We’re Not There Yet on Doctor-Patient Relationships
 
We’re Not There Yet on Doctor-Patient Relationships
 
We’re Not There Yet on Doctor-Patient Relationships
 
We’re Not There Yet on Doctor-Patient Relationships
 
We’re Not There Yet on Doctor-Patient Relationships
 

Patient Actions Improving Doctor Relationships

How patients can enhance doctor relationships

Earlier this month, I gave a presentation to about 65 residents and other doctors on “Roles in Patient-Doctor Relationships: Seeing Both Sides.”

This is the fifth post:

In the doctor-patient relationship, what can patients do to enhance communications? After all, it is not all on the doctor to make the relationship work.

Check out the chart below, and these highlights from the chart:

Patients need to see doctors regularly. And not wait until it is too late. Early diagnosis is a big plus for continued good health.

Patients must always be truthful. Also, they always should come prepared (such as having a list of the prescriptions taken).

Patients should not ask for harmful medications.

Patients need to thoroughly understand treatment options and make informed decisions.

Patient Actions Improving Doctor Relationships
 

Doctor Actions Improving Patient Relationships

How doctors can enhance patient relationships

Earlier this month, I gave a presentation to about 65 residents and other doctors on “Roles in Patient-Doctor Relationships: Seeing Both Sides.”

This is the fourth post:

In the doctor-patient relationship, what can doctors do to enhance communications?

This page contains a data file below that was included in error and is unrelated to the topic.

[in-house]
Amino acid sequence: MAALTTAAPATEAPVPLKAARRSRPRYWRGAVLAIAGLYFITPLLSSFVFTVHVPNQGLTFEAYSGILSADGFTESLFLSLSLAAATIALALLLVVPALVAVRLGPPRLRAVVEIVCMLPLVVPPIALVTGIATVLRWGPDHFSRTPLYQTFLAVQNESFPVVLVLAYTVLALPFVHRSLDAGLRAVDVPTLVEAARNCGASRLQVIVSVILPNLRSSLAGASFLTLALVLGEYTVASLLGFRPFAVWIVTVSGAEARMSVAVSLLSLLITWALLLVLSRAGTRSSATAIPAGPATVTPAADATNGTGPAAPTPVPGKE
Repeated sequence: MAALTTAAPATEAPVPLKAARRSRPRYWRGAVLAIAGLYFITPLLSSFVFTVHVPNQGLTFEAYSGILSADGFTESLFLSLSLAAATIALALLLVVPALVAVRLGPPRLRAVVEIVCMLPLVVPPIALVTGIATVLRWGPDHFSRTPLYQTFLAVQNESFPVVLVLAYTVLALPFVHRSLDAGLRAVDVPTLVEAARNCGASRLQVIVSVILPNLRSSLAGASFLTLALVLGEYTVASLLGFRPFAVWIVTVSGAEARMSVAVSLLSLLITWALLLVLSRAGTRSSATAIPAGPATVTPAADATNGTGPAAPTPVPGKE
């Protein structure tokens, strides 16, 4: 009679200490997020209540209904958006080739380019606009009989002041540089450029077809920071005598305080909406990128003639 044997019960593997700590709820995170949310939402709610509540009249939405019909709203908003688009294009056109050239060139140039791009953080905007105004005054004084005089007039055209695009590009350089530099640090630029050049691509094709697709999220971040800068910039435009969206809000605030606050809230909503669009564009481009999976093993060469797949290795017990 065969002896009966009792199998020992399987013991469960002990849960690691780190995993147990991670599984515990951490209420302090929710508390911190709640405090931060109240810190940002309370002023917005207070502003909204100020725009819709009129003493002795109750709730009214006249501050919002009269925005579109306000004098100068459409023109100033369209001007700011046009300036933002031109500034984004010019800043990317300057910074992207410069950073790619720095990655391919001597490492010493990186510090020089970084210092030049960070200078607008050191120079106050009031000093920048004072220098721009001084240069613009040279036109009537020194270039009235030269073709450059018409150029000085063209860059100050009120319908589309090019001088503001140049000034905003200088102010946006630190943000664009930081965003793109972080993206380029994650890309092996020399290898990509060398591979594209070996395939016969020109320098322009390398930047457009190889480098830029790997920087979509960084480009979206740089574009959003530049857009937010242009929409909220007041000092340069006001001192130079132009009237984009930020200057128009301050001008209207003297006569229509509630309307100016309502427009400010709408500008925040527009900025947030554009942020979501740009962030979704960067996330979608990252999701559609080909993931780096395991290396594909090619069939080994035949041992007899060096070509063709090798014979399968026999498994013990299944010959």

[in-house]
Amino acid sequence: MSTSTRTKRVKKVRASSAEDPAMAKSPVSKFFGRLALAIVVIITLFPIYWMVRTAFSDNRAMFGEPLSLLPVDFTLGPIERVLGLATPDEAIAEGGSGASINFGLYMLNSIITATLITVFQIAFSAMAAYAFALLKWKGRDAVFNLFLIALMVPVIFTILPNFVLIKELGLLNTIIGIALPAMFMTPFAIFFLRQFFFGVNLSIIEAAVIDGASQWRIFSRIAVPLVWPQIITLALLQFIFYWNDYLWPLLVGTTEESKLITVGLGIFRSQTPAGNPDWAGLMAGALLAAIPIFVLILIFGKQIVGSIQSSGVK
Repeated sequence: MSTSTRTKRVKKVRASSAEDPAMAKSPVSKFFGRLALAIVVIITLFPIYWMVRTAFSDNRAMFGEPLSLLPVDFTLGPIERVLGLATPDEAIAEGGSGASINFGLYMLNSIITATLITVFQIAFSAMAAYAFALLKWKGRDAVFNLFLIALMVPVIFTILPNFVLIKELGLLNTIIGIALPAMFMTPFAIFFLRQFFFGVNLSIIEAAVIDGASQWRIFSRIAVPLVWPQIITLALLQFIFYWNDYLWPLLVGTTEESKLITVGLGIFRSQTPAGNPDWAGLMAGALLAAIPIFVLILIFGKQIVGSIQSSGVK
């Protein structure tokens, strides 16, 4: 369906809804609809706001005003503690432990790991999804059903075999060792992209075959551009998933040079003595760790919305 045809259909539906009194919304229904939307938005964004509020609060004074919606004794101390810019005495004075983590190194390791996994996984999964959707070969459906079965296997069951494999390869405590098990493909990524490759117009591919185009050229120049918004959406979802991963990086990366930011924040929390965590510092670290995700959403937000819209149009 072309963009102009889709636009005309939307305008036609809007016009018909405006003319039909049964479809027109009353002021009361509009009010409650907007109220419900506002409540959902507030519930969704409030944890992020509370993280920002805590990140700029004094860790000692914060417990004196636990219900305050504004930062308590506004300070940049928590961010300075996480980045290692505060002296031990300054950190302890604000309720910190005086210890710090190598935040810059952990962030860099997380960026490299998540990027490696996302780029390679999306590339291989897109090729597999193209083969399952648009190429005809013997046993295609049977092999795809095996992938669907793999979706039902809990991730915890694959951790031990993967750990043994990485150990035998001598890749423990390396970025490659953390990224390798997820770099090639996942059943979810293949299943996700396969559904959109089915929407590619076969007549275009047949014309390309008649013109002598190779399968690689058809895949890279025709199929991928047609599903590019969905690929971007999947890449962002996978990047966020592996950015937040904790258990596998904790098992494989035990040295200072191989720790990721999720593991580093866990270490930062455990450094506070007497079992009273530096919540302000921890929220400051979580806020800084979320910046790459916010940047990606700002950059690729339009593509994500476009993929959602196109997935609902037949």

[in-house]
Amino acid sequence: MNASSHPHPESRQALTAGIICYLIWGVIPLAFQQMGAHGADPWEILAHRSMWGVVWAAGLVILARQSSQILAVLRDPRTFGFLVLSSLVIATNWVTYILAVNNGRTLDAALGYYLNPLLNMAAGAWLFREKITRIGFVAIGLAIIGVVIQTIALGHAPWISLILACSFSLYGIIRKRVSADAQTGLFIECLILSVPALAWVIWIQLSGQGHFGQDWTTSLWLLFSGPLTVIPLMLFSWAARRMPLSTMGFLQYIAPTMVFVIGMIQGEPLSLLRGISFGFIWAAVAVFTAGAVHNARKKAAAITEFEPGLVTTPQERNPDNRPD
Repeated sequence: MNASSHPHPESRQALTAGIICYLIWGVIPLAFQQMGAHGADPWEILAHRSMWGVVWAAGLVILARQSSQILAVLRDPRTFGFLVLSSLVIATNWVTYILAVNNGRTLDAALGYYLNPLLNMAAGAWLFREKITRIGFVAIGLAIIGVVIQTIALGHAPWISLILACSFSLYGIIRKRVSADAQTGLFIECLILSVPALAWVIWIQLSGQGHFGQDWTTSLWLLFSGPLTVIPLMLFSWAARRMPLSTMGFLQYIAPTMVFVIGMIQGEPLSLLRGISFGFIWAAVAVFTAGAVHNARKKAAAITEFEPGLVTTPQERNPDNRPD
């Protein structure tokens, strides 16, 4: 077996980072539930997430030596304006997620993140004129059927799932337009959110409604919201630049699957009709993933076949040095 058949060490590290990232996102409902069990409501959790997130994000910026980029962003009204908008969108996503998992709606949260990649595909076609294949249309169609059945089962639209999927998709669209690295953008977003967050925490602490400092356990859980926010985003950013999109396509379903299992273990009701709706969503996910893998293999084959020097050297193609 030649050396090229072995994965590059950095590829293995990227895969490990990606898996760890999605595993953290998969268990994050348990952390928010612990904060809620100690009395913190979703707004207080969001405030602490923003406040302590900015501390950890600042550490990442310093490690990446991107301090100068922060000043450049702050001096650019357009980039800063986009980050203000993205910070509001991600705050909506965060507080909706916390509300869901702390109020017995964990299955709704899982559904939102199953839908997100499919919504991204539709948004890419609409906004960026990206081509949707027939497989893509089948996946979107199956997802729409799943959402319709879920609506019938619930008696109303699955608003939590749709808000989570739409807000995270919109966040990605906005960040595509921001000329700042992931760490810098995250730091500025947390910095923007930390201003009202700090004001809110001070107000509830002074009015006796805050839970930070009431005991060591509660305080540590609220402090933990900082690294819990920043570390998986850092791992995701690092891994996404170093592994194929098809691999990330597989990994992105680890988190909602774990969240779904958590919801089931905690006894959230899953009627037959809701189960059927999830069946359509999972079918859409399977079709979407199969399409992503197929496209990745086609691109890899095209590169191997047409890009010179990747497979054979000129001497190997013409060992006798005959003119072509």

Check out the chart below, and these highlights from the chart:

Doctors need to show positive body language, such as not hanging in the doorway.  This shows less respect for the patient.

Studies show that the simple act of a doctor’s sitting, makes patients feel much better. They like being on the same physical level. And they tend to believe the doctor is with them longer than he/she actually is.

Doctors should allow their patients to speak uninterrupted. Studies show that, typically,  doctors interrupt patients within 11-18 seconds!!  

The doctor should always leave the patient with some hope, even when a prognosis is poor.

Doctor Actions Improving Patient Relationships
 

Stages of Patient Frustration and Satisfaction

Patient scheduling dos and don’ts.

Earlier this month, I gave a presentation to about 65 residents and other doctors on “Roles in Patient-Doctor Relationships: Seeing Both Sides.”

This is the third post:

Consider this example regarding patient frustration and satisfaction. According to SCI Solutions:

“As patients become more accustomed to taking care of so many things online, such as scheduling mammograms, it’s more important than ever to provide a convenient patient experience. This infographic highlights the five stages of frustration patients experience today and the five stages of satisfaction they experience when patient access is centralized.”

Click the image for a larger version.

Stages of Patient Frustration and Satisfaction
 

Do You Think Your Doctors Are Caring?

A checklist that you could use to rate your doctors.

A few months ago, we featured a YouTube video on doctors and compassion. In that video, it was reported that a doctor could show compassion in less than a minute.

Today, we ask: Do you think your doctors are caring?

As part of a research project, Mark E. Quirk, et al., devised the following checklist. How would EACH of your doctors score on the checklist? If a doctor’s score is low, why don’t you switch to another physician?

Do You Think Your Doctor Is Caring?